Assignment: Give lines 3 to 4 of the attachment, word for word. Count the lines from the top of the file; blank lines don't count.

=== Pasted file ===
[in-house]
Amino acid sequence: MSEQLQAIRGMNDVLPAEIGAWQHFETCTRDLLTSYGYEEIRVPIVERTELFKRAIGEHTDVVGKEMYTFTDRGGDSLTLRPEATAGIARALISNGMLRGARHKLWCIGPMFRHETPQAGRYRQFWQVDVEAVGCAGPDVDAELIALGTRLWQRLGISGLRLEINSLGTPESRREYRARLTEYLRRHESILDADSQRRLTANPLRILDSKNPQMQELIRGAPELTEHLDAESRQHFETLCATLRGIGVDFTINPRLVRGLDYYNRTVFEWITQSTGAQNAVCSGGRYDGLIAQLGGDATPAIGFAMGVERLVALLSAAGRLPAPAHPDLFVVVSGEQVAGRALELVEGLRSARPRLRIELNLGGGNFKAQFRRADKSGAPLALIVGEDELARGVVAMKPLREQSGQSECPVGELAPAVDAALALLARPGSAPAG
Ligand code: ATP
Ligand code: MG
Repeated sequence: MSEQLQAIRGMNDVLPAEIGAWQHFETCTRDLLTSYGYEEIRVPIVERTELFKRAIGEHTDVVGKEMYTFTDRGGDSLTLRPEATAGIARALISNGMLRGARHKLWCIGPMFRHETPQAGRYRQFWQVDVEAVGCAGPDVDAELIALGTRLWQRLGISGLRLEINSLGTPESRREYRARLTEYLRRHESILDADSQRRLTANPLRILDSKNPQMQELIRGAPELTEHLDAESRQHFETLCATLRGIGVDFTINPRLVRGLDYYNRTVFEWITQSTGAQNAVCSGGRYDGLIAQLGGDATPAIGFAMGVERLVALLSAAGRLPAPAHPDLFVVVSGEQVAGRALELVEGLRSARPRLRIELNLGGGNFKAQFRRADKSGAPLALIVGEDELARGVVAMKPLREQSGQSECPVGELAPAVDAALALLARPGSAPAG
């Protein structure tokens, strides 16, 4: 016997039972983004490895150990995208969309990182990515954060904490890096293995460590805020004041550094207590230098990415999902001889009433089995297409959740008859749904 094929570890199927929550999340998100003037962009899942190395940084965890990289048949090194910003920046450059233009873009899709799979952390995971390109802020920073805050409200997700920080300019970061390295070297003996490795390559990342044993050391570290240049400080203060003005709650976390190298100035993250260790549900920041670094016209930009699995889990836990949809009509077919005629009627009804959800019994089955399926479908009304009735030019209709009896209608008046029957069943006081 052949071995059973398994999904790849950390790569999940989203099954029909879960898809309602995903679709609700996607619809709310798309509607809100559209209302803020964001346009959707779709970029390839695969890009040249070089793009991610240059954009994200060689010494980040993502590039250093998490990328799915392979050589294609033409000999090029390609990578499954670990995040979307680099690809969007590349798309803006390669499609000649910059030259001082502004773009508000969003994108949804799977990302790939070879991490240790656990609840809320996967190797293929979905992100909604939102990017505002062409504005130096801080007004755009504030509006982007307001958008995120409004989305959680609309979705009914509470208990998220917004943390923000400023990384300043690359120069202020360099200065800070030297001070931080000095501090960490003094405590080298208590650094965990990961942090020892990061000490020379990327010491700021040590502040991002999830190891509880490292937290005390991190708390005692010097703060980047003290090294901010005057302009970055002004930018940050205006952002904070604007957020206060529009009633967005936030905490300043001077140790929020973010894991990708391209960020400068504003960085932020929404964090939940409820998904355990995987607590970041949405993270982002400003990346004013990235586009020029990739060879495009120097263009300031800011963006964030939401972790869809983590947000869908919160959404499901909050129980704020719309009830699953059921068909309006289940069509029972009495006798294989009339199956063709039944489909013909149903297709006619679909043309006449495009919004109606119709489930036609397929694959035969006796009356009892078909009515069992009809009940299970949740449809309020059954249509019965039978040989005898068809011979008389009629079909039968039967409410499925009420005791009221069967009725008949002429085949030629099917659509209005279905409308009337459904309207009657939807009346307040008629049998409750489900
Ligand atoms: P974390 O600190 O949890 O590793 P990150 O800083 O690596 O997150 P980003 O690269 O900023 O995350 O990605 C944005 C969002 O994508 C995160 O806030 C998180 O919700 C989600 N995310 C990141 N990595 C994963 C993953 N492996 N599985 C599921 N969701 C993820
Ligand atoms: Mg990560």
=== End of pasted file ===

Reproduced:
Ligand code: ATP
Ligand code: MG